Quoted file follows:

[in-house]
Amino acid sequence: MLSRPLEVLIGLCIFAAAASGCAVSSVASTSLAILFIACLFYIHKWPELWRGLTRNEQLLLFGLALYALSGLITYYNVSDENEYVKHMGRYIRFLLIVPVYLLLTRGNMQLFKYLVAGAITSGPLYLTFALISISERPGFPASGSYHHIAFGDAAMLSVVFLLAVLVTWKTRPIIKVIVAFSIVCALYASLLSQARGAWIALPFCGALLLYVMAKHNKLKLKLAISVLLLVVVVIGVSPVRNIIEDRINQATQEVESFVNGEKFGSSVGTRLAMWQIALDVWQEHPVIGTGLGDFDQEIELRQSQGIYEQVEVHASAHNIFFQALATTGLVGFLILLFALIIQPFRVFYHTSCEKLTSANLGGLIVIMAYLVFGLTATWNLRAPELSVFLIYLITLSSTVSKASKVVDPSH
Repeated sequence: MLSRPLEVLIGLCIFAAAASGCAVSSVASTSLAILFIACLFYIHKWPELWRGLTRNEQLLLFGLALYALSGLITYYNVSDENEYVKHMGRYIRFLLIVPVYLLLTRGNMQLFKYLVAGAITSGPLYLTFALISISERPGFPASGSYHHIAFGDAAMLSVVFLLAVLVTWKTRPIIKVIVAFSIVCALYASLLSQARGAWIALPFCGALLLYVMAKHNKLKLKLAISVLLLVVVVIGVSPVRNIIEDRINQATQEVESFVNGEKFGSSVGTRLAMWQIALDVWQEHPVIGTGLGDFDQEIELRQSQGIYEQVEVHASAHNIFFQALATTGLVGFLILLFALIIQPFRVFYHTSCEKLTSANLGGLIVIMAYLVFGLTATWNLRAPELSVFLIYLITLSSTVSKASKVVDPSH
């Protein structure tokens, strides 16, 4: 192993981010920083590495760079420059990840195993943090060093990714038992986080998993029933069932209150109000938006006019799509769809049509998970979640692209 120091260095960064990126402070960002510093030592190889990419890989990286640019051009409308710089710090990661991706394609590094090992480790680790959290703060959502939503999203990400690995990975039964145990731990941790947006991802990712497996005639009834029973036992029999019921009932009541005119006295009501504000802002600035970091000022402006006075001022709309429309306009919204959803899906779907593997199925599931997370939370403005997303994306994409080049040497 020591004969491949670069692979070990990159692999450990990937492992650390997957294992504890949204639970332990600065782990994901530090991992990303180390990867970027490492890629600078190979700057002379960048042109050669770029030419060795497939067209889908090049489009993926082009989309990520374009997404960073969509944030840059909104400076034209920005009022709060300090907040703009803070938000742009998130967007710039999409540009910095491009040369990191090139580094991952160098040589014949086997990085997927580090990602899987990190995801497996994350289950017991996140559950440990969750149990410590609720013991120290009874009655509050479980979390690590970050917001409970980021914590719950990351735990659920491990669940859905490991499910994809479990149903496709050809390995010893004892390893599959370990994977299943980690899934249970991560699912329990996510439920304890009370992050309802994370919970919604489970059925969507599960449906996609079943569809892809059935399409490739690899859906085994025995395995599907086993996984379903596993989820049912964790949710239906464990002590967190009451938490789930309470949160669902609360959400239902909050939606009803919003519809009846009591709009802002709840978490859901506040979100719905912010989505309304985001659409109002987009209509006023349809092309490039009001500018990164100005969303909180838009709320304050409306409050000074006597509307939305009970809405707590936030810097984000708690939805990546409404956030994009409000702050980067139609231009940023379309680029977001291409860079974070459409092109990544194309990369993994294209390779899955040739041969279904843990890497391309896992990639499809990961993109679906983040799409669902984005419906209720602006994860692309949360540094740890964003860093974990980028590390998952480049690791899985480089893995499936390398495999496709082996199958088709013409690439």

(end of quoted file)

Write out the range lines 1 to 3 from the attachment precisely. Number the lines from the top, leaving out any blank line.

[in-house]
Amino acid sequence: MLSRPLEVLIGLCIFAAAASGCAVSSVASTSLAILFIACLFYIHKWPELWRGLTRNEQLLLFGLALYALSGLITYYNVSDENEYVKHMGRYIRFLLIVPVYLLLTRGNMQLFKYLVAGAITSGPLYLTFALISISERPGFPASGSYHHIAFGDAAMLSVVFLLAVLVTWKTRPIIKVIVAFSIVCALYASLLSQARGAWIALPFCGALLLYVMAKHNKLKLKLAISVLLLVVVVIGVSPVRNIIEDRINQATQEVESFVNGEKFGSSVGTRLAMWQIALDVWQEHPVIGTGLGDFDQEIELRQSQGIYEQVEVHASAHNIFFQALATTGLVGFLILLFALIIQPFRVFYHTSCEKLTSANLGGLIVIMAYLVFGLTATWNLRAPELSVFLIYLITLSSTVSKASKVVDPSH
Repeated sequence: MLSRPLEVLIGLCIFAAAASGCAVSSVASTSLAILFIACLFYIHKWPELWRGLTRNEQLLLFGLALYALSGLITYYNVSDENEYVKHMGRYIRFLLIVPVYLLLTRGNMQLFKYLVAGAITSGPLYLTFALISISERPGFPASGSYHHIAFGDAAMLSVVFLLAVLVTWKTRPIIKVIVAFSIVCALYASLLSQARGAWIALPFCGALLLYVMAKHNKLKLKLAISVLLLVVVVIGVSPVRNIIEDRINQATQEVESFVNGEKFGSSVGTRLAMWQIALDVWQEHPVIGTGLGDFDQEIELRQSQGIYEQVEVHASAHNIFFQALATTGLVGFLILLFALIIQPFRVFYHTSCEKLTSANLGGLIVIMAYLVFGLTATWNLRAPELSVFLIYLITLSSTVSKASKVVDPSH